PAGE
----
Facebook Announces Further Changes to Ad Targeting Options (Sep 20, 2017)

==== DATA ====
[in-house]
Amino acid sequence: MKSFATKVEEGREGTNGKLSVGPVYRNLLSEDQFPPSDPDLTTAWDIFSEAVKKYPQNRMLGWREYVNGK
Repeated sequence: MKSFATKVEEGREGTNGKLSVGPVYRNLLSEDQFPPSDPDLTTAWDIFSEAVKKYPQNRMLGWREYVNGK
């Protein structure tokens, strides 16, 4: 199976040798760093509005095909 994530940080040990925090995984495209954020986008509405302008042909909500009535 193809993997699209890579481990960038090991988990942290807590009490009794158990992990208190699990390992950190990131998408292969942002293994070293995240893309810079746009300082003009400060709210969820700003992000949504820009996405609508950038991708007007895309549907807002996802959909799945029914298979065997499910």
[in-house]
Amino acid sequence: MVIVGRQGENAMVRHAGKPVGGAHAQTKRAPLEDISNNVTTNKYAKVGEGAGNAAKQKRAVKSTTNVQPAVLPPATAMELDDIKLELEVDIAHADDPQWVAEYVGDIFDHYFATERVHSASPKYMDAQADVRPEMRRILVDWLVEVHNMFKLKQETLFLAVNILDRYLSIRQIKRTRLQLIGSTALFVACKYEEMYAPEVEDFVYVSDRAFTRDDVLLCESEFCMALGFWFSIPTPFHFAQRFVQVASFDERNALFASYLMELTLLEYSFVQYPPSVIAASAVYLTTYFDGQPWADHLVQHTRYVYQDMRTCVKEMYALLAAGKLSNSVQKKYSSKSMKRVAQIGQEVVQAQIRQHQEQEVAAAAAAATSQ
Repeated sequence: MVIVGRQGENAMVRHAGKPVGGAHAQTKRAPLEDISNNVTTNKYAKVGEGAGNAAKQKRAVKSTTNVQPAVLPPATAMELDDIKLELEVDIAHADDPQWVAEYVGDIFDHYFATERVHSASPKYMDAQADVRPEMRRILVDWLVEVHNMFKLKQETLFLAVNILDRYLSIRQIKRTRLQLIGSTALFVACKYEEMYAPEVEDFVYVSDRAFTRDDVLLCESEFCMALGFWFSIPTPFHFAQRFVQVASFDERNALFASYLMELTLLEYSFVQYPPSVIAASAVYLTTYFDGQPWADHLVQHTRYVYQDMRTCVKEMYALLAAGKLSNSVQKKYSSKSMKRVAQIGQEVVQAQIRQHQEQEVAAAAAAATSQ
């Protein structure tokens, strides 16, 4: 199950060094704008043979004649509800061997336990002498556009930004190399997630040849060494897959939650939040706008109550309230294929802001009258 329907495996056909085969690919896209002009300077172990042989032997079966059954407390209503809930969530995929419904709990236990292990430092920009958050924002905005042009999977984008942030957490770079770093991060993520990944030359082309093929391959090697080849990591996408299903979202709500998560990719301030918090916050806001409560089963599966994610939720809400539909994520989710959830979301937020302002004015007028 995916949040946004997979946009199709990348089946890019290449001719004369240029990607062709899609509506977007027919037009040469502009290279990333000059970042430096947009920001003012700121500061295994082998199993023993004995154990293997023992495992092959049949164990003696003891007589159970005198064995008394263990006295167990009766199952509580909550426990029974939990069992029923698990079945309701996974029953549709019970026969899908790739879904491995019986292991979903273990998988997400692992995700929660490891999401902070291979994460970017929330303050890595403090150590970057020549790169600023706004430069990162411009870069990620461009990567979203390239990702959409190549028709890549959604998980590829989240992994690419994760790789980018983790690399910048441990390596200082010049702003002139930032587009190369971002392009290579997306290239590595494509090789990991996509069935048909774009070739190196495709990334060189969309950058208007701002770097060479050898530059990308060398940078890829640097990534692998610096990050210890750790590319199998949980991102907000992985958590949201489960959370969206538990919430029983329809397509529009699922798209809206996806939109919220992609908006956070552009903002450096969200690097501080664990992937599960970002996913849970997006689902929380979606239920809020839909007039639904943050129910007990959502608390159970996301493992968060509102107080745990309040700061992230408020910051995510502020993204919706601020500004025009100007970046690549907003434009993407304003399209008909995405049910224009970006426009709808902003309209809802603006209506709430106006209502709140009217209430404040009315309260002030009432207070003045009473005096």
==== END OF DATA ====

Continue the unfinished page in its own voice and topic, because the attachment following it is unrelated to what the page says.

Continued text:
Facebook COO Sheryl Sandberg posted to the site today to address the issue of offensive terms appearing in the targeting options for would-be advertisers, a problem that emerged last week and which Facebook issued a temporary fix for later in the week. As I said in commenting on Facebook’s initial tweaks, those didn’t feel like a permanent solution and I predicted that it would slowly dial the temporary limits back as it found more long-term answers. Sandberg’s post today both serves as a mea culpa for not detecting and fixing the issues more proactively, and as a confirmation of my prediction: Facebook has begun allowing some of the most common user-specified interests back into its ad targeting tool and will continue broadening those that can be used over time with more human curation. It will also be clamping down more (though in unspecified ways) on ensuring the actual content served up through ads is appropriate. I’ve felt since this all first came to light that the response to it was overblown, and that the criticism Facebook has faced over it was far too harsh, and we discussed this in some depth on the Beyond Devices Podcast last week, in which my co-host Aaron Miller took the opposite view. A piece in Slate today is particularly hard on the company on this front, arguing that the company’s pursuit of profits has somehow blinded it to these issues. The reality here is that at Facebook’s scale almost any potential misuse of its platform will squeeze through somehow simply because Facebook can’t possibly police it thoroughly enough to eliminate it entirely without also generating lots of false positives. The scale of the problem identified last week and its likely impact were so minimal as to be almost insignificant, and in general Facebook is making good progress on this front and on others in taking more responsibility for policing its platform and minimizing its potential for harm. I’m therefore more inclined than others to cut it a break.